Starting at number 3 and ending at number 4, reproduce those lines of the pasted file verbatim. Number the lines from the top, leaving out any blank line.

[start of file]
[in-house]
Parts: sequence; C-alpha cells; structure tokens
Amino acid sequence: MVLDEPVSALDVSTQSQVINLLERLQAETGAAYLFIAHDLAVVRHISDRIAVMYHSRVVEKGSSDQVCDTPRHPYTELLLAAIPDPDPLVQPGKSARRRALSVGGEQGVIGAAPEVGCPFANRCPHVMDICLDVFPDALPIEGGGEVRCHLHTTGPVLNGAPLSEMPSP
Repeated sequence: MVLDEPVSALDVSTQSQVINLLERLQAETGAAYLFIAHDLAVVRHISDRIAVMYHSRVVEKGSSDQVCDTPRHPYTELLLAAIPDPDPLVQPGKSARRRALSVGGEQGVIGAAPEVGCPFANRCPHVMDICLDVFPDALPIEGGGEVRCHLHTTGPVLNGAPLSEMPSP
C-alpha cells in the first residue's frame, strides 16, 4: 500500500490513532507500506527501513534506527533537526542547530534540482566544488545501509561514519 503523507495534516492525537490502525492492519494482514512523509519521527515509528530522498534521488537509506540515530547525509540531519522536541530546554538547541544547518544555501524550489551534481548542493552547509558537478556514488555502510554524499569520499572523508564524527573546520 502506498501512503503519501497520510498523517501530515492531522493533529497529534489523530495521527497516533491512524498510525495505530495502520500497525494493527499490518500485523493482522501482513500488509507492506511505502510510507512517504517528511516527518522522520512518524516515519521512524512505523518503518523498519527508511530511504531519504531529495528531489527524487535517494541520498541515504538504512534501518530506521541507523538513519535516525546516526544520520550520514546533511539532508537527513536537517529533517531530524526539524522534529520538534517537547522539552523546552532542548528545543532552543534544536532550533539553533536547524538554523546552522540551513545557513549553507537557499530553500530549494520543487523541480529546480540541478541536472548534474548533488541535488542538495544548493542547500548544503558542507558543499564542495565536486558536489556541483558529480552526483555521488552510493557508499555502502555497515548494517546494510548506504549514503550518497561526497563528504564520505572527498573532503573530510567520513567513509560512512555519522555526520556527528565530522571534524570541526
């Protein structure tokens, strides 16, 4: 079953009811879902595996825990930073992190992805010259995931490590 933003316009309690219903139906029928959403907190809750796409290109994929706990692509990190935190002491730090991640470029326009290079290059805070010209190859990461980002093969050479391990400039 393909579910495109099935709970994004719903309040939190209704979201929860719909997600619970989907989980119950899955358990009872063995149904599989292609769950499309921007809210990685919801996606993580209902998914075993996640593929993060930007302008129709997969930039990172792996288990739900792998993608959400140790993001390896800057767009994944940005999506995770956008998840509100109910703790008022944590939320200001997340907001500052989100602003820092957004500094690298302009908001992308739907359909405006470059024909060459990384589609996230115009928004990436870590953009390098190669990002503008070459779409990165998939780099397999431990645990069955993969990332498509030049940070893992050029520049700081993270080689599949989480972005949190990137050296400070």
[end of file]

Amino acid sequence: MVLDEPVSALDVSTQSQVINLLERLQAETGAAYLFIAHDLAVVRHISDRIAVMYHSRVVEKGSSDQVCDTPRHPYTELLLAAIPDPDPLVQPGKSARRRALSVGGEQGVIGAAPEVGCPFANRCPHVMDICLDVFPDALPIEGGGEVRCHLHTTGPVLNGAPLSEMPSP
Repeated sequence: MVLDEPVSALDVSTQSQVINLLERLQAETGAAYLFIAHDLAVVRHISDRIAVMYHSRVVEKGSSDQVCDTPRHPYTELLLAAIPDPDPLVQPGKSARRRALSVGGEQGVIGAAPEVGCPFANRCPHVMDICLDVFPDALPIEGGGEVRCHLHTTGPVLNGAPLSEMPSP